POSTED BY: Lorna McWeeney

Crouching cyclist, hidden bear: The best hidden messages in everyday logos

13th Jul, 2018
Museum of London logo

Crouching cyclist, hidden bear: The best hidden messages in everyday logos

Teeling Whiskey logo

Teeling Whiskey

Have you heard about the bird? I was enlightened about the meaning behind this whiskey’s logo during a tour of their Dublin 8 HQ. At a glance you might pass this logo over as a gothic bird in flight – something akin to the tattoo your boyfriend got on his Leaving Cert. holiday perhaps. The bird is, upon sober inspection, a phoenix rising out of the flames of a whiskey still. This bird emerging from fire is a subtle reference to 1871’s great whiskey fire of Dublin (read more about that fascinating night here) which had a huge impact on Dublin’s whiskey trade.

Museum of London logo

Museum of London

London is an ever evolving, transforming and vibrant city which, even on the face of it, is well expressed in the Museum of London’s current logo. Delving deeper, however, we learn that the apparently random overlapping shapes and colours represent the geographical area of London and its surrounds as they expanded over time. This thoughtful identity by design agency Coler, Porter Bell is perfectly suited to the client and is a masterclass in thoughtfully simple design.

MyFonts logo


‘Design a wordmark for a company that sells typefaces.’ – quite a daunting brief! Dutch design agency Underware took on this challenge for ‘MyFonts’and decided to make a type all their own. As an homage to the hand-crafted nature of type design, they created a distinctive, hand-painted logo with the ‘My’ in the shape of a human hand. This hidden message is perfectly executed – it’s subtle enough so that you don’t see it at first but clear enough that once seen, it cannot be unseen! Shout out to Steve Walsh’s eyes for helpfully spotting MyFonts hidden message!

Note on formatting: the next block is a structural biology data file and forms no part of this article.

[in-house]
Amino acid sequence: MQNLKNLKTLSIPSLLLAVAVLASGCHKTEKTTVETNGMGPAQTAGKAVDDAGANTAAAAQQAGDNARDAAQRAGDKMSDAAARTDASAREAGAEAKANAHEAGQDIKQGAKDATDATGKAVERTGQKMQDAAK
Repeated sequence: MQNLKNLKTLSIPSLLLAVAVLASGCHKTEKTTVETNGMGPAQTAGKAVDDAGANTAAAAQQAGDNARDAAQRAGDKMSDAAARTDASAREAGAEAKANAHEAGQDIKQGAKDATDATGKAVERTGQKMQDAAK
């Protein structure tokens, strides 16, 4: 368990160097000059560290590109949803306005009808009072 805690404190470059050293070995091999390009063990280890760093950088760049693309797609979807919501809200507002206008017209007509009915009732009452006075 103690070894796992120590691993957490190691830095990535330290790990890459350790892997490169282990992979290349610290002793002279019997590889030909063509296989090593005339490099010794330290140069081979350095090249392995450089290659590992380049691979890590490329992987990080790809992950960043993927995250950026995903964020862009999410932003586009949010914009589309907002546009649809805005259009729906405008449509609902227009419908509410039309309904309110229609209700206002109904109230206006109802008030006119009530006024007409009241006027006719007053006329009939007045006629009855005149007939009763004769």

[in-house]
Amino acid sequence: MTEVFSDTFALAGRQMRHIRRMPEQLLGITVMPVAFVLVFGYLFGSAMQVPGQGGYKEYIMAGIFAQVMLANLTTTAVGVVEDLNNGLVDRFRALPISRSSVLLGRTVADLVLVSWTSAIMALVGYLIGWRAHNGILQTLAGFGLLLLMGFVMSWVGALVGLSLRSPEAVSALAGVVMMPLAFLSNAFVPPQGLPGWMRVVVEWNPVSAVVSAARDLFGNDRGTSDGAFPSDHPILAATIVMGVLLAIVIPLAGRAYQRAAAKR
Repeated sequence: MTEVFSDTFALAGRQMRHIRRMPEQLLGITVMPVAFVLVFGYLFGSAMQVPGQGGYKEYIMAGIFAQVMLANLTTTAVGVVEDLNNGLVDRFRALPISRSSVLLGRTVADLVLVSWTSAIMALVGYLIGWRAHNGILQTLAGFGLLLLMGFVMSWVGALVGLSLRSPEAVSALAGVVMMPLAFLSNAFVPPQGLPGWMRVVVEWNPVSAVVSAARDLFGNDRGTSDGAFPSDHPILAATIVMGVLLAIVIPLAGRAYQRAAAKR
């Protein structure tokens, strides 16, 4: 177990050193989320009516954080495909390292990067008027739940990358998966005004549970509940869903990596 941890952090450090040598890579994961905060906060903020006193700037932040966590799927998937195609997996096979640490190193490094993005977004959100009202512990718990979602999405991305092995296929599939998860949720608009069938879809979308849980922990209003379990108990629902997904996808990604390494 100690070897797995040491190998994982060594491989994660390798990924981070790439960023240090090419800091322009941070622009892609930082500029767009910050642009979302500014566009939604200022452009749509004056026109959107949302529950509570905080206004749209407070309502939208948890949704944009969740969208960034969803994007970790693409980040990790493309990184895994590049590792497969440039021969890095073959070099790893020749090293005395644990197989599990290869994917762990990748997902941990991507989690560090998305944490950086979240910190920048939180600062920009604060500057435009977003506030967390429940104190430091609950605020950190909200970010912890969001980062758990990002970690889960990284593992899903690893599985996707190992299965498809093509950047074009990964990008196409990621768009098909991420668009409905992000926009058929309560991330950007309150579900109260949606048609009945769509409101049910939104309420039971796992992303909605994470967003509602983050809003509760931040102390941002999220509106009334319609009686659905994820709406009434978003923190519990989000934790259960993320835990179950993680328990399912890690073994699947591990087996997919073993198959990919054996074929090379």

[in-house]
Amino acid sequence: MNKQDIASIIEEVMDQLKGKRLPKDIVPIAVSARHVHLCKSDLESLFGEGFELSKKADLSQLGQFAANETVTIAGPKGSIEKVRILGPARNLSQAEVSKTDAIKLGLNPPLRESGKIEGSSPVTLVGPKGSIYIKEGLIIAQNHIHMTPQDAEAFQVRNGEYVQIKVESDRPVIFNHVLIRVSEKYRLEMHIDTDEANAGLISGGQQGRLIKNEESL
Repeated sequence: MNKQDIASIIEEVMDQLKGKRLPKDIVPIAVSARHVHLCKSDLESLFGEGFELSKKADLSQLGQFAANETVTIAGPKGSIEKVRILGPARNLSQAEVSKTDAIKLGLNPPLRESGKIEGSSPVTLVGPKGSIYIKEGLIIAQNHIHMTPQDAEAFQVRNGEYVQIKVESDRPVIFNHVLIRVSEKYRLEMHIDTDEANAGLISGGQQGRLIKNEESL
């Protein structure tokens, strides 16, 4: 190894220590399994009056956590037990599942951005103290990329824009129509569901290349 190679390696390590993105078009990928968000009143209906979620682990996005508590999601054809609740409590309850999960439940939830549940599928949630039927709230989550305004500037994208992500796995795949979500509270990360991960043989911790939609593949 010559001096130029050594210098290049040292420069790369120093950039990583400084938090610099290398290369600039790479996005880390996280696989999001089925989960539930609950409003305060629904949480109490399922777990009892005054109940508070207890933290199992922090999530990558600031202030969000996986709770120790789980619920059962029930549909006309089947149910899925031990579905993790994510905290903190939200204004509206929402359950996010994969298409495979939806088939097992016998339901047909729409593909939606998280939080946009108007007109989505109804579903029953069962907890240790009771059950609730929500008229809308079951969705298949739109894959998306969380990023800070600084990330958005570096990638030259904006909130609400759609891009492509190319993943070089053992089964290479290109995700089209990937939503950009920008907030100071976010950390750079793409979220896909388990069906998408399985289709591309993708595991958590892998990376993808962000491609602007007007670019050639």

One may mistake Toblerone’s mark as rather plain and perfunctory – they’ve used a Swiss mountain; mountain = Swiss chocolate traingle, I get it. Hidden within that mountan however is a bear (up on his hind legs, like a little Rory Calhoun) which is a hint at the chocolate’s origins in Bern, a city whose name is said to mean “City of Bears.” As an added, ‘What else are they keeping from me?!” bonus, the word ‘Bern’ is also spelled out within the word Toberone itself. I know what you’re thinking but sadly no, Maltesers have no connection with the Maltese people nor the city of Malta.

Le Tour de France logo

Tour De France

Tour de France’s logo was designed by French man Joel Guenounin 2002 and has remained unchanged ever since. Just to put that into context, that was so long ago that Nickelback’s ‘How you Remind me’ (don’t click this) was number one in the Irish charts. This logo’s longevity may lie in how it playfully captured of the essence of the 115 year old competition. Within the dynamic brush typography, a curious observer is rewarded by the sight of a person on a bicycle in the distinctive race position. The use of the yellow is also, of course, a nod to the jersey worn by the leader of the pack.

Lorna Mc Weeney | Packaging Designer
Lorna is a Packaging Designer with Neworld, a brand agency with over 30 years experience. We immerse ourselves in your industry, your customers, your competitors and your business goals to create design solutions that will guarantee to boost your bottom line.